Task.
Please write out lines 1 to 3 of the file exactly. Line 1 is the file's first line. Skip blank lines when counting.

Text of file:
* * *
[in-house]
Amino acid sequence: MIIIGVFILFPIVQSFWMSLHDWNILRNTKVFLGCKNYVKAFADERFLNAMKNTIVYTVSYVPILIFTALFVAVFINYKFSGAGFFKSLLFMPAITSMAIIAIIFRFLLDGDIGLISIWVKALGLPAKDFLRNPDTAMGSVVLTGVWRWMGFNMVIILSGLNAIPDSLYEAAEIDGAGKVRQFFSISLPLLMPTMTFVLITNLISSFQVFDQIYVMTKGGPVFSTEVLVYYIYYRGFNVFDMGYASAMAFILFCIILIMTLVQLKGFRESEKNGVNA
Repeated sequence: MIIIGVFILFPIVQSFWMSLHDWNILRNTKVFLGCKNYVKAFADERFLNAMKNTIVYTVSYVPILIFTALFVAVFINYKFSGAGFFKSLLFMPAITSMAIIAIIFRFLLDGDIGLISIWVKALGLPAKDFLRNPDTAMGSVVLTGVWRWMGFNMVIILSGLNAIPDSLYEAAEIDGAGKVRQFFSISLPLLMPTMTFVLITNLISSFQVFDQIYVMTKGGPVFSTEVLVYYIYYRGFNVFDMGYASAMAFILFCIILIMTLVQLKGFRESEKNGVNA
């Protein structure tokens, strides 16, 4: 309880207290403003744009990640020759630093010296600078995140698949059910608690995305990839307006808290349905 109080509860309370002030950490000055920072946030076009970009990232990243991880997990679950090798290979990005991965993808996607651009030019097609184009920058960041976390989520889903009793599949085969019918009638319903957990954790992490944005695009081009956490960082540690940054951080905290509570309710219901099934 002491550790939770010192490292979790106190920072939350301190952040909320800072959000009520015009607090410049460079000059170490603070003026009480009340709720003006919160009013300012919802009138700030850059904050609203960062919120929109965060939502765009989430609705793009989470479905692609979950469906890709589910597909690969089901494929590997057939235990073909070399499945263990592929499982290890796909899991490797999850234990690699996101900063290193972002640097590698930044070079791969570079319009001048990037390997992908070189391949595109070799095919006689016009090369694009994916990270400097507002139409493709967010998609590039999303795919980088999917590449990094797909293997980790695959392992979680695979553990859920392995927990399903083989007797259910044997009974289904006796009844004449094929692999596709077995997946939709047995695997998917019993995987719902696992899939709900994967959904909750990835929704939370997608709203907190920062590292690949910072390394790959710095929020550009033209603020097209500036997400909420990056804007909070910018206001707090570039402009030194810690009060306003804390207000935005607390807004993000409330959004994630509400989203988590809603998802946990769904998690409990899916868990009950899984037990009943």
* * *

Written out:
[in-house]
Amino acid sequence: MIIIGVFILFPIVQSFWMSLHDWNILRNTKVFLGCKNYVKAFADERFLNAMKNTIVYTVSYVPILIFTALFVAVFINYKFSGAGFFKSLLFMPAITSMAIIAIIFRFLLDGDIGLISIWVKALGLPAKDFLRNPDTAMGSVVLTGVWRWMGFNMVIILSGLNAIPDSLYEAAEIDGAGKVRQFFSISLPLLMPTMTFVLITNLISSFQVFDQIYVMTKGGPVFSTEVLVYYIYYRGFNVFDMGYASAMAFILFCIILIMTLVQLKGFRESEKNGVNA
Repeated sequence: MIIIGVFILFPIVQSFWMSLHDWNILRNTKVFLGCKNYVKAFADERFLNAMKNTIVYTVSYVPILIFTALFVAVFINYKFSGAGFFKSLLFMPAITSMAIIAIIFRFLLDGDIGLISIWVKALGLPAKDFLRNPDTAMGSVVLTGVWRWMGFNMVIILSGLNAIPDSLYEAAEIDGAGKVRQFFSISLPLLMPTMTFVLITNLISSFQVFDQIYVMTKGGPVFSTEVLVYYIYYRGFNVFDMGYASAMAFILFCIILIMTLVQLKGFRESEKNGVNA